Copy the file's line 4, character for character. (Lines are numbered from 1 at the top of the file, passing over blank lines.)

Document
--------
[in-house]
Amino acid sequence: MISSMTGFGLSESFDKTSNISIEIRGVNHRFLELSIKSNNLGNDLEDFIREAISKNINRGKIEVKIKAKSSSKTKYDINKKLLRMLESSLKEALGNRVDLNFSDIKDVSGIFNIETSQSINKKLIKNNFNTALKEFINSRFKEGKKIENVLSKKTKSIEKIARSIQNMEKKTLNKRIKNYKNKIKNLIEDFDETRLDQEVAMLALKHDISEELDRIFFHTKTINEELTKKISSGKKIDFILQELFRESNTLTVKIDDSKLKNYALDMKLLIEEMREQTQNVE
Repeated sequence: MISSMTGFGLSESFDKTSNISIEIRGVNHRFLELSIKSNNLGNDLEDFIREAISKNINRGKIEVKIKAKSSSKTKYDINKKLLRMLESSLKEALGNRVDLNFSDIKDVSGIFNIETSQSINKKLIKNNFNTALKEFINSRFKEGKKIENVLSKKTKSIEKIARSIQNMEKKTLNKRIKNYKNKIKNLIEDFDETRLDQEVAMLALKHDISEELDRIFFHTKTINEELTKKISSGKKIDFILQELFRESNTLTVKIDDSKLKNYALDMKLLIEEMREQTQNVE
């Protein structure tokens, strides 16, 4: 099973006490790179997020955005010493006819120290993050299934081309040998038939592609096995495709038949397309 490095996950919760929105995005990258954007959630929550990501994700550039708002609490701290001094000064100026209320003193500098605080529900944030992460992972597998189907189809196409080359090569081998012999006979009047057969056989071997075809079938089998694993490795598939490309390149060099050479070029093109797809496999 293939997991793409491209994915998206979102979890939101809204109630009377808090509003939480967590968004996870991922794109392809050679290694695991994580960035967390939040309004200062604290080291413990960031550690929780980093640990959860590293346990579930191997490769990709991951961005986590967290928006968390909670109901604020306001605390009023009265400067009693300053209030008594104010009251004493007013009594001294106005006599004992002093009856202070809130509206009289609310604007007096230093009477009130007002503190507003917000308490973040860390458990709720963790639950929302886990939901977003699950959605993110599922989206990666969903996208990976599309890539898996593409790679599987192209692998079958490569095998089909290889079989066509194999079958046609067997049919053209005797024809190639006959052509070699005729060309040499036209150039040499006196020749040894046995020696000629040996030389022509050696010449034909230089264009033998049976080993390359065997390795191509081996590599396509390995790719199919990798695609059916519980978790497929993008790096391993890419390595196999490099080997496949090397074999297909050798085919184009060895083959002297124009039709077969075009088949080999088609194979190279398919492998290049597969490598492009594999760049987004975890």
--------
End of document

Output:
């Protein structure tokens, strides 16, 4: 099973006490790179997020955005010493006819120290993050299934081309040998038939592609096995495709038949397309 490095996950919760929105995005990258954007959630929550990501994700550039708002609490701290001094000064100026209320003193500098605080529900944030992460992972597998189907189809196409080359090569081998012999006979009047057969056989071997075809079938089998694993490795598939490309390149060099050479070029093109797809496999 293939997991793409491209994915998206979102979890939101809204109630009377808090509003939480967590968004996870991922794109392809050679290694695991994580960035967390939040309004200062604290080291413990960031550690929780980093640990959860590293346990579930191997490769990709991951961005986590967290928006968390909670109901604020306001605390009023009265400067009693300053209030008594104010009251004493007013009594001294106005006599004992002093009856202070809130509206009289609310604007007096230093009477009130007002503190507003917000308490973040860390458990709720963790639950929302886990939901977003699950959605993110599922989206990666969903996208990976599309890539898996593409790679599987192209692998079958490569095998089909290889079989066509194999079958046609067997049919053209005797024809190639006959052509070699005729060309040499036209150039040499006196020749040894046995020696000629040996030389022509050696010449034909230089264009033998049976080993390359065997390795191509081996590599396509390995790719199919990798695609059916519980978790497929993008790096391993890419390595196999490099080997496949090397074999297909050798085919184009060895083959002297124009039709077969075009088949080999088609194979190279398919492998290049597969490598492009594999760049987004975890």